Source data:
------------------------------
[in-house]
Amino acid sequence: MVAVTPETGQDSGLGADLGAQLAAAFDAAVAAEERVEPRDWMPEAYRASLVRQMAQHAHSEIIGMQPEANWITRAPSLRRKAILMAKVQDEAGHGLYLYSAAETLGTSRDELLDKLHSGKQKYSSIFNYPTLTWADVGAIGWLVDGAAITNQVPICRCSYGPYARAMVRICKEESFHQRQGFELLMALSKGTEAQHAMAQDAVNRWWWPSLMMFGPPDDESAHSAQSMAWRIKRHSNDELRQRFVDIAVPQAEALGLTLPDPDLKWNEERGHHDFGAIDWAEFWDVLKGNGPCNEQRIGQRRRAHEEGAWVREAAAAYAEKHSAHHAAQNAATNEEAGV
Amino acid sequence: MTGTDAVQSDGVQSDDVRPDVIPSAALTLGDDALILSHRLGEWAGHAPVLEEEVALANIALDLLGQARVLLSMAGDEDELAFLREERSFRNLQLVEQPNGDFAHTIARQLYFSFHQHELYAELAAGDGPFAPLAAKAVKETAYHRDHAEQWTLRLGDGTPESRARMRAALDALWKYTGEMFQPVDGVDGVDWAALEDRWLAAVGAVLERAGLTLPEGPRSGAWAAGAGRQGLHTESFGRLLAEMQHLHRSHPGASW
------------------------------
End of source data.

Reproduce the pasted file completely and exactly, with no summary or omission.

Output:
[in-house]
Amino acid sequence: MVAVTPETGQDSGLGADLGAQLAAAFDAAVAAEERVEPRDWMPEAYRASLVRQMAQHAHSEIIGMQPEANWITRAPSLRRKAILMAKVQDEAGHGLYLYSAAETLGTSRDELLDKLHSGKQKYSSIFNYPTLTWADVGAIGWLVDGAAITNQVPICRCSYGPYARAMVRICKEESFHQRQGFELLMALSKGTEAQHAMAQDAVNRWWWPSLMMFGPPDDESAHSAQSMAWRIKRHSNDELRQRFVDIAVPQAEALGLTLPDPDLKWNEERGHHDFGAIDWAEFWDVLKGNGPCNEQRIGQRRRAHEEGAWVREAAAAYAEKHSAHHAAQNAATNEEAGV
Amino acid sequence: MTGTDAVQSDGVQSDDVRPDVIPSAALTLGDDALILSHRLGEWAGHAPVLEEEVALANIALDLLGQARVLLSMAGDEDELAFLREERSFRNLQLVEQPNGDFAHTIARQLYFSFHQHELYAELAAGDGPFAPLAAKAVKETAYHRDHAEQWTLRLGDGTPESRARMRAALDALWKYTGEMFQPVDGVDGVDWAALEDRWLAAVGAVLERAGLTLPEGPRSGAWAAGAGRQGLHTESFGRLLAEMQHLHRSHPGASW